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According to three Iran-focused human rights groups, anti-government protests broke out in cities across Iran on Monday in response to the death of a young woman in the custody of the country’s vice squad, in which security forces fired into crowds in the northwest and killed four men.
the demonstrations, mainly led by women, broke out in more than a dozen cities and on university campuses in Tehran. The trigger was the death on Friday of Mahsa Amini, 22, who had been arrested three days earlier in Tehran for allegedly violating Iran’s hijab law, which requires women to cover their hair and wear loose-fitting robes.
Women who protested Monday took off their headscarves and waved them defiantly. In Tehranshouted men and women “we will fight and take back our country,” including students on campuses where fears of arrest, which could lead to a lifelong suspension from higher education, have kept dissent for at least a year.
In Ms Amini’s northwest home province of Kurdistan, where protests have flared up since her funeral on Saturday, four men were shot dead in three cities, the Kurdish Human Rights Group said, which posted their names and photos online. Eighty-five other people were injured, including three children, and 200 were arrested, the human rights organization said.
In at least a dozen cities in Kurdistan province, most shops have been closed after Kurdish opposition political groups jointly called for strikes, human rights groups said.
“We are witnessing a nationwide response, truly like a George Floyd moment for national conscience that can no longer tolerate the violence and logic of the ruling class in killing ordinary citizens,” said Hadi Ghaemi, the executive director of the Center for Humans. Rights in Iran, an interest group in New York.
Like previous waves of nationwide protests in Iran, the demonstrations were sparked by a specific event – the death of Ms Amini – but quickly expanded into a long litany of grievances, with crowds calling for an end to the Islamic Republicaccording to videos shared by Iranian journalists.
The protests reflected the built-up frustration of many Iranians struggling with oppressive regulations and economic hardship, with little hope for meaningful change. Such widespread anti-government insurgency has been suppressed in the past, with the deployment of security forces killing, injuring and arresting protesters.
Ms Amini’s death sparked outrage among social, religious and political factions. Even leading clerics and other government supporters called for the abolition of the vice squad and condemned the government for using violence as a means of enforcing religious rules.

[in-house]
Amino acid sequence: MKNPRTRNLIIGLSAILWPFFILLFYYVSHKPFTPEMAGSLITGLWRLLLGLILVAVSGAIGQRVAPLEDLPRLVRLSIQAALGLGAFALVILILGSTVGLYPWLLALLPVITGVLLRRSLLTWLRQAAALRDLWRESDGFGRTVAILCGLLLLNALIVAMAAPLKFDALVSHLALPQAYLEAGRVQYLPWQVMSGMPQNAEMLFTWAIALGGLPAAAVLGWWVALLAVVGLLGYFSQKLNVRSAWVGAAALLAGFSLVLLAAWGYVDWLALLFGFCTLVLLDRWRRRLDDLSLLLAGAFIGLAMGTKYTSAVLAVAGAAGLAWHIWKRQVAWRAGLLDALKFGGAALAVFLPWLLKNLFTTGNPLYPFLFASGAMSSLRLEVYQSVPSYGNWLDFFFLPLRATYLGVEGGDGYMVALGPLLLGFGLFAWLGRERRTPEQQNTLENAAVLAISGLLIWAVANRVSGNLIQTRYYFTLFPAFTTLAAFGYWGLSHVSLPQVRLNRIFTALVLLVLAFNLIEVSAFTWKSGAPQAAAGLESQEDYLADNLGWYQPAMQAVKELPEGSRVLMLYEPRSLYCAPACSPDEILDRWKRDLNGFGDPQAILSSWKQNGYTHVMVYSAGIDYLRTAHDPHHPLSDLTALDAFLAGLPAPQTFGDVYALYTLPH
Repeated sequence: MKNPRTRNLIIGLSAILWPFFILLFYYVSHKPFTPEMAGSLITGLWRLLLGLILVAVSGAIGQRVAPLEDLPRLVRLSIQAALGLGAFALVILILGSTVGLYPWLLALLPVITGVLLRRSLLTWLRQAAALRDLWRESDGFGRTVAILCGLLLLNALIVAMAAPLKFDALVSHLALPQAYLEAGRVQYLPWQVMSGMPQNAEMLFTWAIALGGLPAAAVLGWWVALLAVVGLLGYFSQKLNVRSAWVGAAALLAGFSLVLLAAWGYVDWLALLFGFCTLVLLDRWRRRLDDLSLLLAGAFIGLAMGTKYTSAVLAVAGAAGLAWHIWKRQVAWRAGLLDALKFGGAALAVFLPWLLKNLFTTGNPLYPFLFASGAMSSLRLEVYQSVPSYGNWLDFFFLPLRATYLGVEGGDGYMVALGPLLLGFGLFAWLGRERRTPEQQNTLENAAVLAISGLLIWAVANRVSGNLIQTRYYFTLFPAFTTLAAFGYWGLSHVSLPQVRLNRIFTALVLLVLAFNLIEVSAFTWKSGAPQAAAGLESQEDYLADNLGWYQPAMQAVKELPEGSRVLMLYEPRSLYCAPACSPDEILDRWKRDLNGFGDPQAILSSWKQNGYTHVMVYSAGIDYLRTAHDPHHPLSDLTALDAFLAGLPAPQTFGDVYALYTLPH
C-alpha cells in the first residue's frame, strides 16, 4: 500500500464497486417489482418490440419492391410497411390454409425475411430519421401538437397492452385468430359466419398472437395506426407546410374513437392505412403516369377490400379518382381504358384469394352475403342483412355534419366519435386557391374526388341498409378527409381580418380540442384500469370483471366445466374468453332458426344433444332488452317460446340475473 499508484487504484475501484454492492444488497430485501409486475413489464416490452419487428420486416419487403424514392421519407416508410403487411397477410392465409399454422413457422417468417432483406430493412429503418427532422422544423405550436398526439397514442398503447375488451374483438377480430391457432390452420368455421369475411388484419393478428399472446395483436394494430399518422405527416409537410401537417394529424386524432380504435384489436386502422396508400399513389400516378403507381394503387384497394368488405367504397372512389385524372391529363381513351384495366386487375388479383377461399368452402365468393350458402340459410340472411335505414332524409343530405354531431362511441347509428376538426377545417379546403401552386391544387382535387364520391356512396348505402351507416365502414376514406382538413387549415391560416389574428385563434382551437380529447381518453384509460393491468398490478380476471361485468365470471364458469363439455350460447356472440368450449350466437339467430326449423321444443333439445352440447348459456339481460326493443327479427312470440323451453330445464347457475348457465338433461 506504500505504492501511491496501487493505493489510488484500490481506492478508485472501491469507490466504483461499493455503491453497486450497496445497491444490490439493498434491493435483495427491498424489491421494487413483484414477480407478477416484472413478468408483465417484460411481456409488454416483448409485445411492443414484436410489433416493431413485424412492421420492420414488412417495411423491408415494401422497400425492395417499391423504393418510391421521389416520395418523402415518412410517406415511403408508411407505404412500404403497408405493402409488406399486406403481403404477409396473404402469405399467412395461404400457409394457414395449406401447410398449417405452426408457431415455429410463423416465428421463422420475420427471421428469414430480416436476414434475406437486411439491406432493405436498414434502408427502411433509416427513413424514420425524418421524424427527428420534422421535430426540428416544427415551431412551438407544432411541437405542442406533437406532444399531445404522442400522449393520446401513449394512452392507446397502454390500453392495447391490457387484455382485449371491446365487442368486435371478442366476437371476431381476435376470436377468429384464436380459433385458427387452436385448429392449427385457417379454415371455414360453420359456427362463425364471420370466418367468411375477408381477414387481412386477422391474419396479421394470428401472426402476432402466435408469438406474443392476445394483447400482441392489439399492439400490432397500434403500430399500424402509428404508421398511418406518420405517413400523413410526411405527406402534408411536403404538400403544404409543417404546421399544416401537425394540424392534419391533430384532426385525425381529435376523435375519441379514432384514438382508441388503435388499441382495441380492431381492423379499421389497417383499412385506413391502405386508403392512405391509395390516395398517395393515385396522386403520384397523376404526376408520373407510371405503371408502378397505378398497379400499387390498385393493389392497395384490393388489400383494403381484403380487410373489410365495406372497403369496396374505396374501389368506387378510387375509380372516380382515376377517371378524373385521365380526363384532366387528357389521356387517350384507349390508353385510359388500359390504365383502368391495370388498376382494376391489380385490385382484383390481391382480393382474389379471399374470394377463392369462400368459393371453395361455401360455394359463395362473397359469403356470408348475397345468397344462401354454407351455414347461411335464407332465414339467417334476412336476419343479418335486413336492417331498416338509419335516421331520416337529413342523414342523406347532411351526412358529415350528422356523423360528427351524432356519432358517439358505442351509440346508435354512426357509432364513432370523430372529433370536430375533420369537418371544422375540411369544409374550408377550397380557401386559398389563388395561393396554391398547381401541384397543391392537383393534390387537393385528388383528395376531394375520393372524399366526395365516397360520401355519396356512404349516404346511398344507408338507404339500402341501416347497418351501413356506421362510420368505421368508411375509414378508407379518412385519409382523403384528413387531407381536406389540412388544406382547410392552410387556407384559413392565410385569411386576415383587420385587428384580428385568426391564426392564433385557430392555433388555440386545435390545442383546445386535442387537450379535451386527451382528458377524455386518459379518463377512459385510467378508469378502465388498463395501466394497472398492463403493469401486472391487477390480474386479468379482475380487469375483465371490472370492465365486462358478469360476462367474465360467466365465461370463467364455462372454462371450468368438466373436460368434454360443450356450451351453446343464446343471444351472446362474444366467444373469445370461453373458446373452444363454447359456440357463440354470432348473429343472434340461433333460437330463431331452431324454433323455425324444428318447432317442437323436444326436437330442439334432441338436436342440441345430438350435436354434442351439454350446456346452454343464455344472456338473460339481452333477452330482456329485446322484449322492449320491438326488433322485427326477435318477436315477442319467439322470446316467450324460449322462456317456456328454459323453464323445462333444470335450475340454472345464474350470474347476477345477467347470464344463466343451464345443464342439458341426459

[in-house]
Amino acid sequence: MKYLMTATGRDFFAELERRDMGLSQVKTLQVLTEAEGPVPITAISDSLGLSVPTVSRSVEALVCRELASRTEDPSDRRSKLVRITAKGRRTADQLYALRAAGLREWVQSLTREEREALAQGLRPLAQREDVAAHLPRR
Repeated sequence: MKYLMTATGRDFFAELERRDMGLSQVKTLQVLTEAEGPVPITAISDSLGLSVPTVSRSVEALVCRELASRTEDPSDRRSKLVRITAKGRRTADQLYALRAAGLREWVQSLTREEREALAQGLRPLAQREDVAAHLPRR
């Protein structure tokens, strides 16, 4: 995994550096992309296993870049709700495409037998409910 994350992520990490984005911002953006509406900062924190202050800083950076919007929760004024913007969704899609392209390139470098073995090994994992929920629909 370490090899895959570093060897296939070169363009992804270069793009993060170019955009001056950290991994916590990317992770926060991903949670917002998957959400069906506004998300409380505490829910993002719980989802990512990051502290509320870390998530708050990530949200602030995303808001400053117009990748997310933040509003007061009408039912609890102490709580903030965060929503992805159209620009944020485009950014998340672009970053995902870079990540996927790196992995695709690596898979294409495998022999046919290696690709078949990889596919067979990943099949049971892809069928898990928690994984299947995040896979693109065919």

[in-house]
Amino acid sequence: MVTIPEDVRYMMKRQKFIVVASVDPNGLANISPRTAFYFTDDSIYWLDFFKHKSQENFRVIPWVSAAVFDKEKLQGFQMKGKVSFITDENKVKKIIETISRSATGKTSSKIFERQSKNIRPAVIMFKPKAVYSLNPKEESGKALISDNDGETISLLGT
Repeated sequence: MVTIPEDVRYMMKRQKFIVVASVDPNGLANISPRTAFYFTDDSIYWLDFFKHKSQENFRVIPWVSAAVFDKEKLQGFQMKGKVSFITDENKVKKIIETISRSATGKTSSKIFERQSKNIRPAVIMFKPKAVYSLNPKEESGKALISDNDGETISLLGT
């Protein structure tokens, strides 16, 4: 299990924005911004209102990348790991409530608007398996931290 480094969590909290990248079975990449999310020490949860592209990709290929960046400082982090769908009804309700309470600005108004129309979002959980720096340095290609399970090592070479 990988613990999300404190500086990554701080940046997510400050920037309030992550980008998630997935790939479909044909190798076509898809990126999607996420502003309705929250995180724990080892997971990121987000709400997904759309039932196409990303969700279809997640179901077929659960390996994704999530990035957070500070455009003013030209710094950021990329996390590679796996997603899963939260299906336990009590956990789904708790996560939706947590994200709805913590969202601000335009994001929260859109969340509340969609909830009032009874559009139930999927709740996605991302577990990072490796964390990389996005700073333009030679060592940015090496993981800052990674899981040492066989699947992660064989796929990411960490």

The morality police have said Ms Amini died of a heart attack and denied allegations that she was beaten to the head when she was taken in a van to a detention center.
Mrs Amini’s relatives have told the press that she was perfectly healthy; that security officials had not shared her autopsy report with them; and that officials had pressured the family to bury her in the middle of the night and keep quiet about her death.
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Many of Monday’s demonstrations were directed against the heart of the regime: its supreme leader, Ayatollah Ali Khamenei. protesters sang before his death and the demise of his son Mojtaba, seen as a potential successor, according to videos posted on social media and on the BBC’s Persian news service.
In the northern city of Rasht, protesters took over a street, shouting “death to the dictator” and “death to the oppressorwhether it be the shah or the supreme leader.” Several women took off their headgear and burned them to protest the hijab law. videos posted on social media and showed BBC Persian. Police responded by firing tear gas.
Mr Khamenei has been ill in recent weeks, according to people familiar with his condition. He appeared at his residence on Saturday for a religious ceremony, but spoke only briefly, in a muffled and shaky voice.
Iranian media reported that President Ebrahim Raisi ordered an investigation into Ms Amini’s death and called her father to express her condolences. Mr Raisi arrived in New York on Monday for the annual meeting of world leaders at the United Nations, where he will deliver a speech on Wednesday.
On Twitter, Secretary of State Antony J. Blinken called on Iran to “end the systematic persecution of women and to facilitate peaceful protest,” adding that the United States mourned Ms Amini along with the Iranian people.
Grand Ayatollah Asadollah Bayat-Zanjani, an important Shia religious leader in the holy city of Qom, convicted The actions of the security forces that led to Ms Amini’s death said they were “against the law, against religion and against logic”.
Iran’s main reformist political party, Hezb-i Etemad-i Melli, has a pronunciation calls for an end to the vice squad and demands that the Iranian parliament repeal the hijab law, a first for a political group in Iran.
But Roya Boroumand, the executive director of the Abdorrahman Boroumand Center, a Washington-based advocacy group that focuses on human rights in Iran, said the law, or the vice squad, was unlikely to be abolished.
“Hijab is the signature of the revolution,” said Ms Boroumand. “It is what sets Iran apart from other Muslim countries and it is the means to terrorize the population – women – for no reason.”